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dc.contributor.advisorStrongin, Daniel R.
dc.creatorHao, Jun
dc.date.accessioned2020-10-26T19:19:15Z
dc.date.available2020-10-26T19:19:15Z
dc.date.issued2009
dc.identifier.other864884706
dc.identifier.urihttp://hdl.handle.net/20.500.12613/1389
dc.description.abstractThe abiotic oxidation of pyrite requires the supply of oxygen and water only. In abiotic systems, pyrite oxidation may proceed via several paths, with multiple steps in each of the paths. Defect sites (S-deficient, Fe3+ bearing sites) on the pyrite surface have been shown reported to be the initial reaction sites on pristine pyrite surfaces. In neutral to slightly acidic solutions (3.5<pH<7), ferric iron hydroxide patches will form on the surface. These patches have been shown to be the predominant sites for electron exchange. Efforts were undertaken to suppress the electron transfer at these sites to inhibit pyrite oxidation. It has been shown that pyrite oxidation can be controlled by exposing the pyrite to phosphate under relatively high pH values (pH above 5.0). However, phosphate ceases to function as an inhibitor under lower pHs. The use of two-tail phospholipids instead of phosphate to inhibit the pyrite oxidation proved to be very effective under abiotic conditions. The purpose of the present study is to determine if the use of two-tail phospholipids can be extended to systems that have bacteria present. Batch experiments were conducted in which pyrite slurries were treated with two-tailed lipid either before or after exposure to bacteria. Iron release into the solution was used as a reaction progress variable and Atomic Force Microscopy was used to study the distribution of lipids and bacteria on the pyrite surface. AFM images showed that the formation of 7nm lipid bilayers contributes to the majority of lipid structures on pyrite surface. The bilayers render the pyrite surface hydrophobic and inhibit the reaction of water with the surface, which is known to be a critical reactant. AFM images also showed that phospholipids are capable of displacing a large fraction of bacteria attached to pyrite, reducing the oxidation rate of the mineral. However, addition of heterotrophic bacterial (Acidiphilum acidophilum) to the system resulted in the increase in pyrite oxidation rate again. Cross-linking of the 23:2 dyne phospholipids by exposing the lipid to UV light greatly enhanced the stability of the lipid in the presence of the heterotrophic bacteria. UV pretreated lipid layers reduced pyrite oxidation in the presence of heterotrophic bacteria for up to 30 days.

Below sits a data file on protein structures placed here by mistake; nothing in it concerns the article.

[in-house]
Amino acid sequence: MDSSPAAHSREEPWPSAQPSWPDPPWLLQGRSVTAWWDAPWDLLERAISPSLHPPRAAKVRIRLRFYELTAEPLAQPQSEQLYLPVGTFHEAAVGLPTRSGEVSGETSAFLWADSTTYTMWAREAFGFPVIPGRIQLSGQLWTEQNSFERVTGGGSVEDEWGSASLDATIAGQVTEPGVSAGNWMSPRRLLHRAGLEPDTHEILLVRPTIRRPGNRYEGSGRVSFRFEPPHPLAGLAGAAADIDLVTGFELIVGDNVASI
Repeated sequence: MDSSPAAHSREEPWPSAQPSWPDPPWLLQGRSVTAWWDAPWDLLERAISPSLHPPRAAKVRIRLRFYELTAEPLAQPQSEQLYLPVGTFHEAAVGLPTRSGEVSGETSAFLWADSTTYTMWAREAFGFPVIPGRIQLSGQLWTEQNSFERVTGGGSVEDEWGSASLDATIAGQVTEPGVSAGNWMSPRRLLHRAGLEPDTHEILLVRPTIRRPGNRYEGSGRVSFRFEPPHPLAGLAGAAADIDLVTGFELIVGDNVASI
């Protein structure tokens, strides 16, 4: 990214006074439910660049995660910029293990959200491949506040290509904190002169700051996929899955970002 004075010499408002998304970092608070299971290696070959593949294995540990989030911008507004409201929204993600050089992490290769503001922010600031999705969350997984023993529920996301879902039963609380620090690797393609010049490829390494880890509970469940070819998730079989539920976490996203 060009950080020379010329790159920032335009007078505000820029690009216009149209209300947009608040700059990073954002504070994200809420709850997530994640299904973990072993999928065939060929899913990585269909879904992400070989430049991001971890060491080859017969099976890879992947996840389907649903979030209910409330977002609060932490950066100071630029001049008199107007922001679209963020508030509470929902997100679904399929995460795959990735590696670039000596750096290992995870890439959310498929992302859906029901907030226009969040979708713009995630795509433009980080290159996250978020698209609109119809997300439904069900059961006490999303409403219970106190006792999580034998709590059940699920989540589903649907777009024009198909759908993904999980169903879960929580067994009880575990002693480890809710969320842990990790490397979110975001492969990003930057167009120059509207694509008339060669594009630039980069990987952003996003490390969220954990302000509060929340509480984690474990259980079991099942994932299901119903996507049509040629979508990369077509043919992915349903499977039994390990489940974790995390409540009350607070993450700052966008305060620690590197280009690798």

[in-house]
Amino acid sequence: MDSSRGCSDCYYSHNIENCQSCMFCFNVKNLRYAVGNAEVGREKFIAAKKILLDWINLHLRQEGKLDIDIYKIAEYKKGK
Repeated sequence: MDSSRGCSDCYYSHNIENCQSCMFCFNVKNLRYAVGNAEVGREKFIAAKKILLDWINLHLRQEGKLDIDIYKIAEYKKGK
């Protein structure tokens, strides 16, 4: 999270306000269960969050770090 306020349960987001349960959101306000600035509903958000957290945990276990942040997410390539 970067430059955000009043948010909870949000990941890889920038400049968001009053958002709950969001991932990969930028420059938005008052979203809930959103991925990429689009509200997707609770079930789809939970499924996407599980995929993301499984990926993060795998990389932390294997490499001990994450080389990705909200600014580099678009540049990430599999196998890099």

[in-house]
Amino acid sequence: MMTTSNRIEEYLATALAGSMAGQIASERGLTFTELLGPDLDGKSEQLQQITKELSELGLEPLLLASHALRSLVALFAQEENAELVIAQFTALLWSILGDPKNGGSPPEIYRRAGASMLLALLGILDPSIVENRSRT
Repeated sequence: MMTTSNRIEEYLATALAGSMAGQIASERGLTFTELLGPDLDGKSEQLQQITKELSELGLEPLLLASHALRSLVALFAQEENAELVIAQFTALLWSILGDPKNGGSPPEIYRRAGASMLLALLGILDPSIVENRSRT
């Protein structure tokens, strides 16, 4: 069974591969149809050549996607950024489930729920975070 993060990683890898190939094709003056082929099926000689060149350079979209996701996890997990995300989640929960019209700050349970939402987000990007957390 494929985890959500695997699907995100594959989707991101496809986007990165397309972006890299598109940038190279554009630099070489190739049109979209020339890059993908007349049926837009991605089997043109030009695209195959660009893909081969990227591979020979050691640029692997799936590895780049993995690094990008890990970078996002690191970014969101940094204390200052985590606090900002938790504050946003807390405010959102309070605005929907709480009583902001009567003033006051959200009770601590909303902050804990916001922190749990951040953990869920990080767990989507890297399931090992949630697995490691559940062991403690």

dc.format.extent230 pages
dc.language.isoeng
dc.publisherTemple University. Libraries
dc.relation.ispartofTheses and Dissertations
dc.rightsIN COPYRIGHT- This Rights Statement can be used for an Item that is in copyright. Using this statement implies that the organization making this Item available has determined that the Item is in copyright and either is the rights-holder, has obtained permission from the rights-holder(s) to make their Work(s) available, or makes the Item available under an exception or limitation to copyright (including Fair Use) that entitles it to make the Item available.
dc.rights.urihttp://rightsstatements.org/vocab/InC/1.0/
dc.subjectChemistry, Physical
dc.subjectAtomic Force Microscope
dc.subjectCross-linking
dc.subjectEpifluorescence Microscope
dc.subjectFerrozine Method
dc.subjectLipid
dc.subjectPyrite
dc.titleTHE EFFECTS OF PHOSPHOLIPID COATING ON THE INHIBITION OF PYRITE OXIDATION UNDER BIOTIC AND ABIOTIC CONDITIONS
dc.typeText
dc.type.genreThesis/Dissertation
dc.contributor.committeememberBorguet, Eric
dc.contributor.committeememberNicholson, Allen W.
dc.contributor.committeememberSchoonen, Martin A. A.
dc.description.departmentChemistry
dc.relation.doihttp://dx.doi.org/10.34944/dspace/1371
dc.ada.noteFor Americans with Disabilities Act (ADA) accommodation, including help with reading this content, please contact scholarshare@temple.edu
dc.description.degreePh.D.
refterms.dateFOA2020-10-26T19:19:15Z


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